About midnight on Sunday the shaft was down seventy-two feet—but the diggers were into dry sand. Messrs. Stinson and Stratton then took full charge of the work and declined any help from the others as they realized the real peril of the loose sand. A different kind of curbing had to be used consisting of planks sharpened like a wide chisel and driven into the sand ahead of the diggers. Mr. Stinson started a small tunnel to the well. The well had not been bored straight and it was necessary to lower a bell down into the well and by the sound he soon located the well. The sand had to be pulled back by handfuls to prevent running into the well and covering up the boy. The tunneling in the loose sand was very SLOW. When the men reached the boy he was almost covered with dirt and sand and they first discovered his little feet straight up and thought he must have fallen head first. They soon found his head pressed tightly between his knees. He was in a sitting position.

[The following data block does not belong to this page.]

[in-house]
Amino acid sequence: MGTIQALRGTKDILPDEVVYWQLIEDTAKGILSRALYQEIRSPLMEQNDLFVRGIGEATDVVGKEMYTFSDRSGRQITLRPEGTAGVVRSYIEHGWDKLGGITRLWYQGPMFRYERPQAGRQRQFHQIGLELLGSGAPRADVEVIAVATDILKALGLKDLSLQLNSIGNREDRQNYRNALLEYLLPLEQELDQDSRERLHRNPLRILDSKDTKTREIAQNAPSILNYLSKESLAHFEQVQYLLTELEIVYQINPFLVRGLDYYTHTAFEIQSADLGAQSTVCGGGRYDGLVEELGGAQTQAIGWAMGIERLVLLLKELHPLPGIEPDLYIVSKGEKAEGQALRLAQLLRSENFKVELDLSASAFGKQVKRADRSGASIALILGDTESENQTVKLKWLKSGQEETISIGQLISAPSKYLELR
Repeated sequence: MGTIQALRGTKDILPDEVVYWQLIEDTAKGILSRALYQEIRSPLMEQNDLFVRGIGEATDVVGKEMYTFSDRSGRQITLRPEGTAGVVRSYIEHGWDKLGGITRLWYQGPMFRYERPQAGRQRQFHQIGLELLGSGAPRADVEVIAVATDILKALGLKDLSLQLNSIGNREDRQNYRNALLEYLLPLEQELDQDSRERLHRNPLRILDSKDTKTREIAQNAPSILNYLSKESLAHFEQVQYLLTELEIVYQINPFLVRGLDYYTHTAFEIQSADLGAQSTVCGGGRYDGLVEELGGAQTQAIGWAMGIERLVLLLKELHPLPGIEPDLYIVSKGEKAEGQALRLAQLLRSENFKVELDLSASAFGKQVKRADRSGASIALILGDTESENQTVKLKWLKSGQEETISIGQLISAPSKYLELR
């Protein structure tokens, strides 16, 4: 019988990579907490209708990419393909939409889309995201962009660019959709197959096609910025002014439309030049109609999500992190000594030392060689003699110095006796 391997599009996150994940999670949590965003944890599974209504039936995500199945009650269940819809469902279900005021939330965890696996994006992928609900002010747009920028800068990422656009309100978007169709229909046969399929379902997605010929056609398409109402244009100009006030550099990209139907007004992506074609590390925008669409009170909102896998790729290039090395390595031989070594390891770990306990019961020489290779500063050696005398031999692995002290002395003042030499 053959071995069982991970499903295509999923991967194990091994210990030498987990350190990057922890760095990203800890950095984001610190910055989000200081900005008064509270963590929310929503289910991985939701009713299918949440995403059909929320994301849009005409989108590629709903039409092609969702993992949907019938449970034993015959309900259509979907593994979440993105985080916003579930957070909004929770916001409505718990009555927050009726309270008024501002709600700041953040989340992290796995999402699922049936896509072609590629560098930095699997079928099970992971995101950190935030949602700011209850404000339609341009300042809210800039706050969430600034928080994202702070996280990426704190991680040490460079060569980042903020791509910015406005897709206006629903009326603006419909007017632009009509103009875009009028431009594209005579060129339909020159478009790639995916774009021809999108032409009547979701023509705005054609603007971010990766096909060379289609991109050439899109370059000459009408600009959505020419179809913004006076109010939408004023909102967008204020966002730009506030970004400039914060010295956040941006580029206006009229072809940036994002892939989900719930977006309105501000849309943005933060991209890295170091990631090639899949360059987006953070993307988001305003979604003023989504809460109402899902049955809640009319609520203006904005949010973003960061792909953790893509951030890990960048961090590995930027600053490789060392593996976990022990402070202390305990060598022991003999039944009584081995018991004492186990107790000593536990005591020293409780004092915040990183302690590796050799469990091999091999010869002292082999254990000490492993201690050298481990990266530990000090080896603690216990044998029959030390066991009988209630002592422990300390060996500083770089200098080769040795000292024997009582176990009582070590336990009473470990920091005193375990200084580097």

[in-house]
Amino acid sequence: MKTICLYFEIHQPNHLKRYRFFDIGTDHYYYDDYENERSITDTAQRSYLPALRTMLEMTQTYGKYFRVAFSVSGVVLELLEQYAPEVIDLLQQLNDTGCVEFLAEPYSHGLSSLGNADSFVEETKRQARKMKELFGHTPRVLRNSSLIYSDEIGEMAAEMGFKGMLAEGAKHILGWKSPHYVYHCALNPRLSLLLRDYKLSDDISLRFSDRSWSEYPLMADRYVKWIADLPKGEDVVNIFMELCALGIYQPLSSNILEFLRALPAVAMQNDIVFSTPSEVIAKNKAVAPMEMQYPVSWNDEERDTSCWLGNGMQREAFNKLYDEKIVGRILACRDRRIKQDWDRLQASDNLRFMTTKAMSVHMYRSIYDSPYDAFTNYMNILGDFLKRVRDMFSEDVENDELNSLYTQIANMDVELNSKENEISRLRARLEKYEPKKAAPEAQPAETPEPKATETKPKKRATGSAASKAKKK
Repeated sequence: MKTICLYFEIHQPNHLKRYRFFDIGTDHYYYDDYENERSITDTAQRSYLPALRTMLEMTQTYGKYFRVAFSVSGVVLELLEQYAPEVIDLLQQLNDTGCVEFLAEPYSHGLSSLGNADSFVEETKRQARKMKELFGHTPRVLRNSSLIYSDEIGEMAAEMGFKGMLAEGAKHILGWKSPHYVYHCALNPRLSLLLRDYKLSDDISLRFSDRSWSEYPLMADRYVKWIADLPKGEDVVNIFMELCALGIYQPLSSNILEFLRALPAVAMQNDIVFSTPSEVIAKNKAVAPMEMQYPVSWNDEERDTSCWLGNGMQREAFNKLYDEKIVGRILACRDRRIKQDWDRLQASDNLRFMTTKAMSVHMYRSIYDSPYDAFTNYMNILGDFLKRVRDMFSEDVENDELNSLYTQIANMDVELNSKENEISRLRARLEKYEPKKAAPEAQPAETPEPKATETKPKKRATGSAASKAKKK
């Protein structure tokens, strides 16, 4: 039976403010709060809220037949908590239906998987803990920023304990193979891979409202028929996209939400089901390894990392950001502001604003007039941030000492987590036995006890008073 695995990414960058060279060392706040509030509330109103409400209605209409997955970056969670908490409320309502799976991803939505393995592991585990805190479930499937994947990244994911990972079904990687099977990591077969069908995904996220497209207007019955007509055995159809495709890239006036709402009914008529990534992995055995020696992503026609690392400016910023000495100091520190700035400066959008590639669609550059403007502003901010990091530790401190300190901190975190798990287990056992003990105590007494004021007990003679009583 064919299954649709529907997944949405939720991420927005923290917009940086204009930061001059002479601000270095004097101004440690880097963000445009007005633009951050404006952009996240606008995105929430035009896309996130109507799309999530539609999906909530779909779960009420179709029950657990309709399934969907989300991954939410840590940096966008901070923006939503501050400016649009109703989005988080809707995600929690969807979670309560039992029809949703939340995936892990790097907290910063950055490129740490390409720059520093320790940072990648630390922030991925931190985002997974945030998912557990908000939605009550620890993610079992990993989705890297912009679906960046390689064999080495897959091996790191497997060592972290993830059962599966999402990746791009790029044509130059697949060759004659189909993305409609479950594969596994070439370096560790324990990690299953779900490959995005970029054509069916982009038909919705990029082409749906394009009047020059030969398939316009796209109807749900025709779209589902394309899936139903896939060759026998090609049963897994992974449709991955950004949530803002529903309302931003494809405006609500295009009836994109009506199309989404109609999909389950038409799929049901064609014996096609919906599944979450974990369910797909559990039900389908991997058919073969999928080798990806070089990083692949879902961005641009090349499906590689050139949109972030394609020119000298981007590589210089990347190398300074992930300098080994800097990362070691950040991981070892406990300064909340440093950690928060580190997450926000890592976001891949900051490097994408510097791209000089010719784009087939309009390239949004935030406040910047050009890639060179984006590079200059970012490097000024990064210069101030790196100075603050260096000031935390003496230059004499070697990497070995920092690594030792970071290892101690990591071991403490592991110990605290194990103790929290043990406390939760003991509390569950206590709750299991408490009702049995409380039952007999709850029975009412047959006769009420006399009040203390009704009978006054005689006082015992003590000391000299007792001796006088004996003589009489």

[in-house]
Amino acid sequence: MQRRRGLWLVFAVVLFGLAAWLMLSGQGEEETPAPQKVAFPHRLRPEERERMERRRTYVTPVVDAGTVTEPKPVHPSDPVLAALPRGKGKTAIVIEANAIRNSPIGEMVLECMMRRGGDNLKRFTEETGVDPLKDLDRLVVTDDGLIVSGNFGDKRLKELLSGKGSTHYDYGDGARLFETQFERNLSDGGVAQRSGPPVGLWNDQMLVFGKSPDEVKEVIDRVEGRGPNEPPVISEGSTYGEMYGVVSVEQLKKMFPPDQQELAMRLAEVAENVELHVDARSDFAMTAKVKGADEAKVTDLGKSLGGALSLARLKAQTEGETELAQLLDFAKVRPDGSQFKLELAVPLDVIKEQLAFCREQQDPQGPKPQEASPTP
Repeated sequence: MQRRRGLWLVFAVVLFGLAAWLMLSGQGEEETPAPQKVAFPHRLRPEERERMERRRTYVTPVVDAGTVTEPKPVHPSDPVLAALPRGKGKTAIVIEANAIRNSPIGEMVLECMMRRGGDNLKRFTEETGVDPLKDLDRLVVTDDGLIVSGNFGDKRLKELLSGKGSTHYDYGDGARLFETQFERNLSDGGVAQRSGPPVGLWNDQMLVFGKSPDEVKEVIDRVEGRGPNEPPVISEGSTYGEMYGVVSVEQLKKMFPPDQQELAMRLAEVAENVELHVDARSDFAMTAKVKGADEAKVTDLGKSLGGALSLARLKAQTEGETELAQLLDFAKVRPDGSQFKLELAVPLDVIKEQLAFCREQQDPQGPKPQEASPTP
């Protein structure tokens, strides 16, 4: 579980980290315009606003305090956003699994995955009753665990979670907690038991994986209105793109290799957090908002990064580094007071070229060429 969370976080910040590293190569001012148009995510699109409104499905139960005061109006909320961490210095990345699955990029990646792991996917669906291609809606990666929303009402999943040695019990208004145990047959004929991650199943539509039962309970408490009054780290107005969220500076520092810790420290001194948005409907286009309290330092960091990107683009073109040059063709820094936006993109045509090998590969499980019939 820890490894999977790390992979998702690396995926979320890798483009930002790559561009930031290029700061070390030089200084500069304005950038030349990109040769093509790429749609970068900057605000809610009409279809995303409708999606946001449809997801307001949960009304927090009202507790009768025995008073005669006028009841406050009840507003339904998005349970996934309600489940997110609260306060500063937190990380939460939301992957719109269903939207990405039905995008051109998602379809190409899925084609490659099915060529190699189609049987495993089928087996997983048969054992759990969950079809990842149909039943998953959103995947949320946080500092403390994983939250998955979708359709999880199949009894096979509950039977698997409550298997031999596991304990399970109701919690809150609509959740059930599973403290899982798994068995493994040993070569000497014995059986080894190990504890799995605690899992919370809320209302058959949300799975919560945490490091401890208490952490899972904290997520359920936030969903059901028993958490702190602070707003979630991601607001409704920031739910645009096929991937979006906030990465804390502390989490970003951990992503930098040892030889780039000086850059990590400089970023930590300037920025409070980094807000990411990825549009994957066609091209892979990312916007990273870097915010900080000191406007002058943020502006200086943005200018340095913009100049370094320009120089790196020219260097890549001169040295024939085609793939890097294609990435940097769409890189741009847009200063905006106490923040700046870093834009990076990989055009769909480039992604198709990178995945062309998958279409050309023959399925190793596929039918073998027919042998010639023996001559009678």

After getting the dirt away from the boy and the tunnel made secure he called for W. A. Elwood, County Sheriff, to come down and lift the boy out. Mr. Elwood was near the shaft and had said to Mr. C. J. Best, editor; of the NELIGH LEADER, that he would NOT go to the bottom of that shaft for ONE THOUSAND DOLLARS. When the call came he never spoke or hesitated for an instant, and after considerable effort lifted the boy out through the tunnel and handed him to Mr. Stinson, who was quickly hauled to the surface. He asked that no Noise or Demonstration be made. The other two men were hauled up. The boy made a slight crying sound, giving evidence he was still alive. Mr. Stinson, who seemed cool and collected, collapsed on the ground. He was soon revived and taken to his home in Oakdale where several days’ care was needed. Drs Cox and Wait of Neligh and Dr. E. W. Minton of Oakdale were on the ground and at once took charge of the boy and a careful examination showed a few bruises but no broken bones. After a short time he was given some nourishment and was breathing quite regularly.